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Shadowrun: The Assassin's Primer $4.95 $3.71
Average Rating:3.6 / 5
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Shadowrun: The Assassin\'s Primer
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Shadowrun: The Assassin's Primer
Publisher: Catalyst Game Labs
by Nick B. [Verified Purchaser]
Date Added: 06/11/2017 01:04:51

Mostly fluff, with just a little bit of crunch. In comparison to other SR supplements, you almost get what you pay for.

It's mostly advice for for players and GMs on assassin-type characters in the format of a Jackpoint post, but little to supplement actual gameplay.

While I feel that the fluff is pretty decent for what you get, I just can't feel justified in giving this a good reccomendation. If this had included a few more pages of rules or equipment than it might be worth the asking price, but what you get should have been free or Pay What You Want.



Rating:
[3 of 5 Stars!]
Shadowrun: The Assassin's Primer
Publisher: Catalyst Game Labs
by Nick E. [Verified Purchaser]
Date Added: 04/28/2014 00:59:01

It's not bad, but way too much fluff for the actual content present. Nicely laid out, interesting and all, but it feels like they came up with an idea for a Jackpoint post and failed to really flesh out any rules to go with it.

Sure there's 5 new qualities and a rifle in the side bar, but that's pretty much it. Grab it if you enjoy reading the stories and can skip buying a coffee.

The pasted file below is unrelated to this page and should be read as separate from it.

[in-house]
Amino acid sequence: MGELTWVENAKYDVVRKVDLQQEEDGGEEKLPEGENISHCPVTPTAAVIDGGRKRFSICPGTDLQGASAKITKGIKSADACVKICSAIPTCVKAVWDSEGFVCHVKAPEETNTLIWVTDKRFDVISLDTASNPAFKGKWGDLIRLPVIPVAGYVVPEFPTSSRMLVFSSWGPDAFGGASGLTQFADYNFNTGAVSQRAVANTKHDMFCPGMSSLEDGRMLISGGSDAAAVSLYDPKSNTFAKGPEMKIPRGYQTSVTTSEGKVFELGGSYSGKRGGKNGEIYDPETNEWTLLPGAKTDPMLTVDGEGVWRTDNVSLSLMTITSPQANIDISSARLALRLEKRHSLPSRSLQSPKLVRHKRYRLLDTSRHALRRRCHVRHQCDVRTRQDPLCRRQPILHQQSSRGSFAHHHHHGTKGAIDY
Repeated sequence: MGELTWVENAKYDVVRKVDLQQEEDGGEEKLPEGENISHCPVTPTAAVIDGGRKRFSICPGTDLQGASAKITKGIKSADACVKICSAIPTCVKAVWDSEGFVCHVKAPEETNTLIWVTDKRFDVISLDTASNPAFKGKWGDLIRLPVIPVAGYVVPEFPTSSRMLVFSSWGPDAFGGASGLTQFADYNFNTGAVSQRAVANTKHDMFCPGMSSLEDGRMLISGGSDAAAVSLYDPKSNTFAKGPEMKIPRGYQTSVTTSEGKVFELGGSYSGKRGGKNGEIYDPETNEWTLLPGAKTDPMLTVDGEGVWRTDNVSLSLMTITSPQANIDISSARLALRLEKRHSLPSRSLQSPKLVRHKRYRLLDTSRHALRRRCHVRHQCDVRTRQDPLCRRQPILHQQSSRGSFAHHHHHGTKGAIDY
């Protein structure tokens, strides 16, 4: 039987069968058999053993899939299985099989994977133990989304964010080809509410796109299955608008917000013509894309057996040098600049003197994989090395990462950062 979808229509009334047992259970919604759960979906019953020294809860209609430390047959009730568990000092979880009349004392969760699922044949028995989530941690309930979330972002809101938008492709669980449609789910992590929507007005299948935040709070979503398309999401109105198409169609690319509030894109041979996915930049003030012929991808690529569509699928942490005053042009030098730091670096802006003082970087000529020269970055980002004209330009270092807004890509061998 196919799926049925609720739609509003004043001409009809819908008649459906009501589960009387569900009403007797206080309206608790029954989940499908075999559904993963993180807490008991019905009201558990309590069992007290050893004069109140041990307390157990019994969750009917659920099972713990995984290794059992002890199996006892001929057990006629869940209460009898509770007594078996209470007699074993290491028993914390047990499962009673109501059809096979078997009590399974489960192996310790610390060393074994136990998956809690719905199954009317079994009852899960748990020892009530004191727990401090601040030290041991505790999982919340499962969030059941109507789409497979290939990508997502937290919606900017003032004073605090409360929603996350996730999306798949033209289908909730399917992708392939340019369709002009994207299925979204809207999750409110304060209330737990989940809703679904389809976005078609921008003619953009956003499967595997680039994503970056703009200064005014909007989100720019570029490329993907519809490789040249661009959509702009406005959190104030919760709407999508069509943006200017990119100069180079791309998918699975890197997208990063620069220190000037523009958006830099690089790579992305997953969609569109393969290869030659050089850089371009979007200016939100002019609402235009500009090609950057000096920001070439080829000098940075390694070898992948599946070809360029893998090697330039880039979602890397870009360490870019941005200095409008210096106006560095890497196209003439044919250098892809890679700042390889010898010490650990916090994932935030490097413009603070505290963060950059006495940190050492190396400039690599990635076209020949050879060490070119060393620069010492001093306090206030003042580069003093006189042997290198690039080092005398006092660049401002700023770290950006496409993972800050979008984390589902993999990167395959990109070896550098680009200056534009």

Rating:
[3 of 5 Stars!]
Shadowrun: The Assassin's Primer
Publisher: Catalyst Game Labs
by steve q. [Verified Purchaser]
Date Added: 02/11/2014 15:02:14

Some reasonable content, it lacks for verity in the positive and negative quality's though.



Rating:
[2 of 5 Stars!]
Shadowrun: The Assassin's Primer
Publisher: Catalyst Game Labs
by Kevin W. [Verified Purchaser]
Date Added: 12/14/2013 20:23:47

I'm with the "meh" crowd on this one. I was really hoping for more crunch, especially when there was an opportunity for more assassin-specific gear than just one sniper rifle.



Rating:
[2 of 5 Stars!]
Shadowrun: The Assassin's Primer
Publisher: Catalyst Game Labs
by Adrian S. [Featured Reviewer]
Date Added: 12/02/2013 00:00:00

'The Assassin's Primer' is a good document to have at the table for anyone wanting to take this Archetype. At only seventeen pages (including cover), you get

  • an overview of the life of the assassin,
  • and explanation of assassin stereotypes (from the Desperate, the Psycho, and the Idealist)